For me, getting SuSE 7.3 Personal installed and running was a lot like having a baby -- it
was painful and took a long time. But baby, am I ever happy with the result.IANAC -- I am not a coder. IAAW -- I am a writer. And I'm not a hardware junkie, an overclocker, or a systems
administrator. I am SU -- Susie User. So if you're looking for benchmarks and lots of numbers and statistics, I apologize in advance.
I don't have time to play; I stuck with Mandrake 7.2 because it worked
for me. Mostly. But I kept hearing about the new KDE, and the new KOffice, and KMail and Konqueror -- and I
kept thinking, I've gotta get those, because KMail is my number one mail program, and the version I
was using had some irritating quirks -- like resurrecting deleted messages, pulling in new messages out of order, and just plain running slow.
I heard how Konqueror had made giant leaps in speed and rendering, and how KOffice was beginning to rival
other office suites. I knew I had to upgrade to a 2.4-based distribution. But neither Mandrake 8.0 or 8.1
would cooperate with a USB mouse. So I'd attempt an install, get frustrated and put 7.2 back on. I did
this four or five times, with 8.0, 8.1, mandrake-freq, and the traktopel beta. Cable connections are great
for that. Download the ISO in a couple of hours, and try it out. No commitment.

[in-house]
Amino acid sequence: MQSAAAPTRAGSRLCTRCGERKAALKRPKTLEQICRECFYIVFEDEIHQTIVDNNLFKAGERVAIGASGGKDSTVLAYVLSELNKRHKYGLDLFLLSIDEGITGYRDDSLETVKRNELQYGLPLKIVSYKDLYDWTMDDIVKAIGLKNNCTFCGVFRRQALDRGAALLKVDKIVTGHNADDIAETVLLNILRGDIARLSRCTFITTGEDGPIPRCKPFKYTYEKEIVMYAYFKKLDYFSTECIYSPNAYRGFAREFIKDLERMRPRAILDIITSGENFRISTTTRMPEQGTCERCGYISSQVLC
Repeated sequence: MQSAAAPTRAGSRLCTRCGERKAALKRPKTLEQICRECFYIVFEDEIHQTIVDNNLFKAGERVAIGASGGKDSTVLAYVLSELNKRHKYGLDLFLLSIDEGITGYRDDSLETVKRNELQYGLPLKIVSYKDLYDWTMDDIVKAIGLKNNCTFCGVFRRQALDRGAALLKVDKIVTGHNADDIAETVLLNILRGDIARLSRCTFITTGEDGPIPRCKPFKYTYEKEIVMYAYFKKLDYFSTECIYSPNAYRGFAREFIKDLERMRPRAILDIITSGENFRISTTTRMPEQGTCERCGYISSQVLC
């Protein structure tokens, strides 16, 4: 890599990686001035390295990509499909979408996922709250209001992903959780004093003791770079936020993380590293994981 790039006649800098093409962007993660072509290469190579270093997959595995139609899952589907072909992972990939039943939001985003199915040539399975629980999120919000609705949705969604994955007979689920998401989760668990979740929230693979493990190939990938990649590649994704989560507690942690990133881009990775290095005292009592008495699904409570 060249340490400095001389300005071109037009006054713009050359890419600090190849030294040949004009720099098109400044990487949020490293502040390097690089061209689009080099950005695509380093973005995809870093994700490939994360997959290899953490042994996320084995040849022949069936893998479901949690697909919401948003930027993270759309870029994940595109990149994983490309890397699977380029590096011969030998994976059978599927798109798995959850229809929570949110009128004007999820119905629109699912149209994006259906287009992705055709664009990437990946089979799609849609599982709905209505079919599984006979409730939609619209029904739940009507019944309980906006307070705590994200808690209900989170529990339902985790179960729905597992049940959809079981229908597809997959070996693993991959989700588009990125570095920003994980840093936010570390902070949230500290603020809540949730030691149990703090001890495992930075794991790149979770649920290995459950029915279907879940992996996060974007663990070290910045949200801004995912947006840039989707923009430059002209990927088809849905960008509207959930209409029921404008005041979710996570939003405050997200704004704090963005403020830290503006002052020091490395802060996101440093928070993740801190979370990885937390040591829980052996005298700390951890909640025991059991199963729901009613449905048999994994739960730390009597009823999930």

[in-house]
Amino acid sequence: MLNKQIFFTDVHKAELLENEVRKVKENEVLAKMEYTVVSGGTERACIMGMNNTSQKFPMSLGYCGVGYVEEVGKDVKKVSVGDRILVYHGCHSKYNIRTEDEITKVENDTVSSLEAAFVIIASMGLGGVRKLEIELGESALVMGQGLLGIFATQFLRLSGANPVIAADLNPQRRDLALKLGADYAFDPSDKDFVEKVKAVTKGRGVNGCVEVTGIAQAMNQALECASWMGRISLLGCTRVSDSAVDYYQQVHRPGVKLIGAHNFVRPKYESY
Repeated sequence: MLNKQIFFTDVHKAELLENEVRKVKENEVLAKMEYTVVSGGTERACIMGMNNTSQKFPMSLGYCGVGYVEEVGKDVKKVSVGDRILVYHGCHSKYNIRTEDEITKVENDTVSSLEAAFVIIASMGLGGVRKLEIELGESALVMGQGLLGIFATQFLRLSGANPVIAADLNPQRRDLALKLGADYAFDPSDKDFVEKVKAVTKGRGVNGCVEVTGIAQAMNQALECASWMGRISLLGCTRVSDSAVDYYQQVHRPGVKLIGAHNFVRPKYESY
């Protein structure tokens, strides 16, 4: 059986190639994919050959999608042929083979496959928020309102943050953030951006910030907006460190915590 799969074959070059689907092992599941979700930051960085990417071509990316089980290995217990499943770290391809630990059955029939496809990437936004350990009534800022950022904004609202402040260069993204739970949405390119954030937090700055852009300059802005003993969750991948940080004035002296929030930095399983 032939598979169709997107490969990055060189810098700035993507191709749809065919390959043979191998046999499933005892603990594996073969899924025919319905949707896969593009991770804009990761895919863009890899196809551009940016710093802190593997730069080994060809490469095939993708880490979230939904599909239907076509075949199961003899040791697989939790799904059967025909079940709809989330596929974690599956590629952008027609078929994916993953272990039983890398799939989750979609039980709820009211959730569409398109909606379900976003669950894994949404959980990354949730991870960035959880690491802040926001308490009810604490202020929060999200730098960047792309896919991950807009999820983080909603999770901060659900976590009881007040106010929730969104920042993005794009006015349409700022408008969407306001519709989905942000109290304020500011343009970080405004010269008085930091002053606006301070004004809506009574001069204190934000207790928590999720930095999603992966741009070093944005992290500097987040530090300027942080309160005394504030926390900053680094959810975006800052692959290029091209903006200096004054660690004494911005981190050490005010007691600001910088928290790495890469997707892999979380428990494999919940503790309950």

I was loyal to Mandrake because of its reputation for being "user-friendly." I considered SuSE, having always heard good things about it from my LUG friends, but the free download and installation process seemed
cumbersome and time-consuming because there were no ISOs. And yes, I was a little bit chicken. Besides, I can't afford to bring my system down even for a day. I have to be online; it's my job.
Then the editors of Linux Journal
gave the product of the year award to SuSE 7.3. Not just the "distro of the year," but the product
of the year. Had to try it. Because I still don't have time to play, I went to Best Buy and picked up the
boxed version of SuSE 7.3 Personal.
SuSE 7.3 Personal comes with three CDs and three manuals -- a quick installation guide, a configuration guide, and a applications manual with information about a wide range of programs that come with the distribution. All three are quite thin, not the unwieldy tomes that usually come packed with operating systems. Very un-intimidating. I dove right in.
It didn't take long to know there were going to be problems when right from the start of the install my USB mouse didn't work. With
Mandrake 8.x, I was fooled into thinking things were OK because the mouse worked during installation. Not so
with SuSE. I had to use "tab," "space" and "enter" instead of click, click and click. I might have thrown in
the towel at this point, except that sometimes determination overpowers common sense ... and then
there's the money. For me, and I suspect the same holds true for many of you, money tends to equal
commitment. It was only $39.99 plus tax, but that was enough to drum up the perseverance needed to make it
The boxed version comes with free installation support, and I thought I was going to have to use it -- but I searched the knowledge base first like a good,
obedient customer. Funny how they try to encourage you to try to find the answer yourself. I'm sure most paying customers would not think to do this -- they probably don't even read the Web site, just pick up the phone. Good thing I have two computers; GUIs don't work well without mice -- I could have run
Lynx to search the knowledge base -- I just didn't want to. Using sneaker net, I was able to find the